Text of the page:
Healthy Forests include Wildlife Habitat

Ken Bevis, DNR Stewardship Wildlife Biologist

Complex forest structure.
Complex forest structure.

Historically, dry eastern Washington forests saw frequent low intensity fires that reduced stocking levels and maintained stand structures dominated by large overstory trees. In many places the result was a mosaic of large trees, scattered and in clumps, with frequent openings and areas of grass and shrub species such as choke cherry, elderberry, willow, buck brush, etc. Native wildlife species adapted to, and thrived in these conditions. However, for the last 100 or so years, humans have aggressively controlled the fire regime, leading to overstocked stands, less resiliency to drought, insects, and fire, and a decrease in wildlife habitat.

Simplified, park-like forest structure.
Simplified, park-like forest structure.

Today, we use words like “Forest Health” and “Fire Wise” to describe thinning and other management actions designed to improve stand health. However, when the treatment is too aggressive it results in simplified habitats that lack the structure needed by many of our native wildlife species.

Can you have a healthy, fire wise forest and promote habitat diversity? You bet! With a little additional planning, mechanical thinning can be used to promote wildlife habitat, enhance individual tree vigor and decrease fuel buildup. When you or your contractor lay out the unit:

  • Identify and mark important structural elements such as snags and downed logs for retention.
  • Define specific areas for different types of treatment.
  • Protect all of the large snags and logs.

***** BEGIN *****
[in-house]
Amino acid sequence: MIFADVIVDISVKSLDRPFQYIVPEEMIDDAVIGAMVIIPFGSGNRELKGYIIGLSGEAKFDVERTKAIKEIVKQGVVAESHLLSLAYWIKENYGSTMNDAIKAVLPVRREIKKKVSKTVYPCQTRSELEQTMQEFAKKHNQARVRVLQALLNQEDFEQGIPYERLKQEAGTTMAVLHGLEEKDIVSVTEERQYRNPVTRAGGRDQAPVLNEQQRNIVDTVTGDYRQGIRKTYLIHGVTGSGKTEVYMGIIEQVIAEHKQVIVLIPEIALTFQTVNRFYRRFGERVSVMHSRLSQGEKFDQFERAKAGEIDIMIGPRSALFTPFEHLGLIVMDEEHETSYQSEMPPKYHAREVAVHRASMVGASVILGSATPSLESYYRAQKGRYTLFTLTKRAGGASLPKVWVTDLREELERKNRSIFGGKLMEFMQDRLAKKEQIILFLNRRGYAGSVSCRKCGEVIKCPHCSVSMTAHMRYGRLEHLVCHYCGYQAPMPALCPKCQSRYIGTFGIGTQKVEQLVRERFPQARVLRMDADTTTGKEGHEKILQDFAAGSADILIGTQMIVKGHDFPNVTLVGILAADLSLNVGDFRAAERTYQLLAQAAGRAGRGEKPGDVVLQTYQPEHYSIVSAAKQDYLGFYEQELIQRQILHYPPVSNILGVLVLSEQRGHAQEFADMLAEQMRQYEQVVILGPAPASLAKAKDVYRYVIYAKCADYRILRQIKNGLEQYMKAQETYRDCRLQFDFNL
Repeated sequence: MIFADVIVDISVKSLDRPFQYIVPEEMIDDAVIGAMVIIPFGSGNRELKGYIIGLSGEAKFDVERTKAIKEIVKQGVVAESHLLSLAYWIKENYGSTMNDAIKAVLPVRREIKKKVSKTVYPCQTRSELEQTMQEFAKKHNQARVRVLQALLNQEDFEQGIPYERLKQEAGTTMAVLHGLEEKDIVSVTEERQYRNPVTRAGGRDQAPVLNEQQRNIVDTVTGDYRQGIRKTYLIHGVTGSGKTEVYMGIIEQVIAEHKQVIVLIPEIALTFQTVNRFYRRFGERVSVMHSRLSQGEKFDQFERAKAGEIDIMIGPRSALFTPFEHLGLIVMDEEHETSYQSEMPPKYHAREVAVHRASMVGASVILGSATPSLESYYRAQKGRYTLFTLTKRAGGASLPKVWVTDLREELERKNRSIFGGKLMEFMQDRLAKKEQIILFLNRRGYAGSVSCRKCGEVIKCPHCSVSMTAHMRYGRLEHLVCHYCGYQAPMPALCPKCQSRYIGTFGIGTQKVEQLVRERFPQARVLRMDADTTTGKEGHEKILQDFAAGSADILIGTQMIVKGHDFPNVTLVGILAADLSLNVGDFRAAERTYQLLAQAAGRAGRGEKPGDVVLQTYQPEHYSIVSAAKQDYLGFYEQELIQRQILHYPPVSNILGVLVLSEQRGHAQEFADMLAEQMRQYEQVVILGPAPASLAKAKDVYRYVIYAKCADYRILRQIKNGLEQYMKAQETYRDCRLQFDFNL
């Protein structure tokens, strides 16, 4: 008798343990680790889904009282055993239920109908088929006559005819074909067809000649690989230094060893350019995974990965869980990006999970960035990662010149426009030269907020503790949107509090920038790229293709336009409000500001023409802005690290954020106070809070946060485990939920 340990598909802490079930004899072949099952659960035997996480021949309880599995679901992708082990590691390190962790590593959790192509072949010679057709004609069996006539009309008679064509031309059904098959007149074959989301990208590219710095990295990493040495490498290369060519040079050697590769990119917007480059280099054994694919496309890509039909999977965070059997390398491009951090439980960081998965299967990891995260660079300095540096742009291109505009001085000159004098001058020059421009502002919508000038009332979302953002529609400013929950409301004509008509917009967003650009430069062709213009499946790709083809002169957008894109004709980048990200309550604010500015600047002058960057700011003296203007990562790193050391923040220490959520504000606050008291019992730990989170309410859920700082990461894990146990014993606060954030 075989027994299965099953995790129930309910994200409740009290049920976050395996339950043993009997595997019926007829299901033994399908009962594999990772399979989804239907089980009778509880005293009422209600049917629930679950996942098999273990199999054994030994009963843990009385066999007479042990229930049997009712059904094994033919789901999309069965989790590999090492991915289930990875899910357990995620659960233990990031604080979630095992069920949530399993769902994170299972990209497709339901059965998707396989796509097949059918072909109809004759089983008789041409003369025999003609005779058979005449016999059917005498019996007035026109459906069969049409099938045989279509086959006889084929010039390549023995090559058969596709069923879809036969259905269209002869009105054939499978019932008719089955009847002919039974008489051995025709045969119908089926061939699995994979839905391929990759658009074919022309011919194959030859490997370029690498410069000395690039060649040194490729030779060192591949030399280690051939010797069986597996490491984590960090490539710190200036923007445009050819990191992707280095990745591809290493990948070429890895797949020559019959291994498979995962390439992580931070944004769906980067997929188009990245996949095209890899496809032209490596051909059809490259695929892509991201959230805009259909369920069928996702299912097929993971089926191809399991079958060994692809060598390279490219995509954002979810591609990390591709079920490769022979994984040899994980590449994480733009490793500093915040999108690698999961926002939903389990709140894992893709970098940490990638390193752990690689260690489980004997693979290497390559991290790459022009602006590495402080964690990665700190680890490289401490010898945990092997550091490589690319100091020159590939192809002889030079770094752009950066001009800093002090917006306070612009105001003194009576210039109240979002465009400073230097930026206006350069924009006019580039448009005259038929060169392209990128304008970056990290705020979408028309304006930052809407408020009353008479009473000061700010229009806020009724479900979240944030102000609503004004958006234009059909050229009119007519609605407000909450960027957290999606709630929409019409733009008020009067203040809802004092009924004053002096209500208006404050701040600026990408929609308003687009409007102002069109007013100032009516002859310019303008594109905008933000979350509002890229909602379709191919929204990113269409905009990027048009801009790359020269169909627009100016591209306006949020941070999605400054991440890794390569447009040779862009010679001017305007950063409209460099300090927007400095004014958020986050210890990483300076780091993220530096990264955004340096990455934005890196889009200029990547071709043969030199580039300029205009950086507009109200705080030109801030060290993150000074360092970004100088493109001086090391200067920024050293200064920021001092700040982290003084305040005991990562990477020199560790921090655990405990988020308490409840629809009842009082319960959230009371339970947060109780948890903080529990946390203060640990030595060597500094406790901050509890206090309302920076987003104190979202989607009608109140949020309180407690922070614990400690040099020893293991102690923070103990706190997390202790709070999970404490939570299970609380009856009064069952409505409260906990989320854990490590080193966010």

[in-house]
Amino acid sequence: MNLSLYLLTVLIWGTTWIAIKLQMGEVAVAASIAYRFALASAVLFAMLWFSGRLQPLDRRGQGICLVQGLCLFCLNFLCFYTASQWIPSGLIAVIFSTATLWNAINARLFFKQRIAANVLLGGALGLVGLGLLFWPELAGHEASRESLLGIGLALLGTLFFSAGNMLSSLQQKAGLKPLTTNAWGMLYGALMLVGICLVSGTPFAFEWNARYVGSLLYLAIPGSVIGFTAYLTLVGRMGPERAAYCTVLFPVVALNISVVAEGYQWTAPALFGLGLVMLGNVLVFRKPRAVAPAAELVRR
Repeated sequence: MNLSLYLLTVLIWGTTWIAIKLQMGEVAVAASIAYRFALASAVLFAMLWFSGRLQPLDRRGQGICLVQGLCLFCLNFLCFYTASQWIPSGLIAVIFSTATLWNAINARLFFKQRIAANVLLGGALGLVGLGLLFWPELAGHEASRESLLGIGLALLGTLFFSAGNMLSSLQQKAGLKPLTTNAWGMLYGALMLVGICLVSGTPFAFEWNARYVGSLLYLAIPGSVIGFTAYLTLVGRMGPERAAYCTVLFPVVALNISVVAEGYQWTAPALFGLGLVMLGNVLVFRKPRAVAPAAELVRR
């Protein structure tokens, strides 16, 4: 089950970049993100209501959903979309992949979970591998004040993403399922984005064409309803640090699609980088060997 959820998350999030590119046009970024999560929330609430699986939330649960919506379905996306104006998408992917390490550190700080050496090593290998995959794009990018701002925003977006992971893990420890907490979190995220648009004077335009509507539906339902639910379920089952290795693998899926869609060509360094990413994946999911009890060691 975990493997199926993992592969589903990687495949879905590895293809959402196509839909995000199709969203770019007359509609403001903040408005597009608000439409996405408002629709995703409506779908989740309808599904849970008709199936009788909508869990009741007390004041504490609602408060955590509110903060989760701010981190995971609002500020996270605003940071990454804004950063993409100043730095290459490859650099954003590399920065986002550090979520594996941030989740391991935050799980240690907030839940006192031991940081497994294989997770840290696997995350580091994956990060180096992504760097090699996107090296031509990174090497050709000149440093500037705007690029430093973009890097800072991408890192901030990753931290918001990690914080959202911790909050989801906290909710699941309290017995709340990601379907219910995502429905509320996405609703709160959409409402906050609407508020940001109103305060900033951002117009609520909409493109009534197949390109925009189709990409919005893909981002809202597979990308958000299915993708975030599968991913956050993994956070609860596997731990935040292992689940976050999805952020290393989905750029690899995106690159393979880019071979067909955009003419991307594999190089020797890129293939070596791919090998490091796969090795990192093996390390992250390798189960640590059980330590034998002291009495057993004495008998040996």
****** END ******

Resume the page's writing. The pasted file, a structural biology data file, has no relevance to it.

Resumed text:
• Keep larger trees as foundational units in an irregular pattern, averaging the desired spacing.
  • Retain shrub (mid-canopy) habitat across the treated area to create and maintain a mixed habitat structure.
  • Utilize “Fire Wise” techniques around all structures.

Useful techniques include:

  • Targeting approximately 10% of the area in the unit for wildlife structures.

    Wildlife log pile.
    Wildlife log pile.
  • Leaving patches uncut between ½ to 1 ½ dominant tree heights for wildlife cover.
  • Locating and leaving particularly rich patches of native shrubs, emphasizing those that bear fruit like elderberry, chokecherry, and vine maple. If the shrubs are a little leggy, prune them or thin them minimally.
  • Placing leave patches in strategic manner to provide some screening for larger animals such as deer, elk and bear in the back portions of the treated areas.
  • Leaving the lower limbs on trees where the limbs aren’t associated with other ladder fuels.
  • Avoiding existing large wood with the machinery.
  • Aiming for two hard and two soft snags per acre. If they don’t exist, create them by cutting off the largest thinning trees (7” to 8” dbh) as high as the sawyer can reach. Remember – a tall stump is a short snag!
  • Using larger pieces of wood as bottom layers for constructed habitat piles. Try for a density of 2 to 3 piles per acre and place them away from roads and major access points. Dispose of the majority of smaller material and stack smaller diameter logs into piles of 3 to 8 pieces to create a large log surrogate.

    Southeast Region Landowner Assistance Manager Chuck Wytko and snag.
    Southeast Region Landowner Assistance Manager Chuck Wytko and snag.
  • Leaving a few patches of large leave trees with crowns within 3 feet of each other or touching to allow canopy wildlife species to travel easily between trees. This could be part of a leave clump or a small area in or adjacent to an opening.

Many species will benefit from these techniques including arboreal mammals (Douglas, red, western gray and flying squirrels), deer and elk, canopy dwelling neotropical migrants such as the western tanager, shrub loving songbirds (warblers, towhee), down log dependents such as fence lizards and chipmunks, and of course, woodpeckers and other cavity dwellers.

For more information, contact the DNR Stewardship Wildlife Biologist Ken Bevis at

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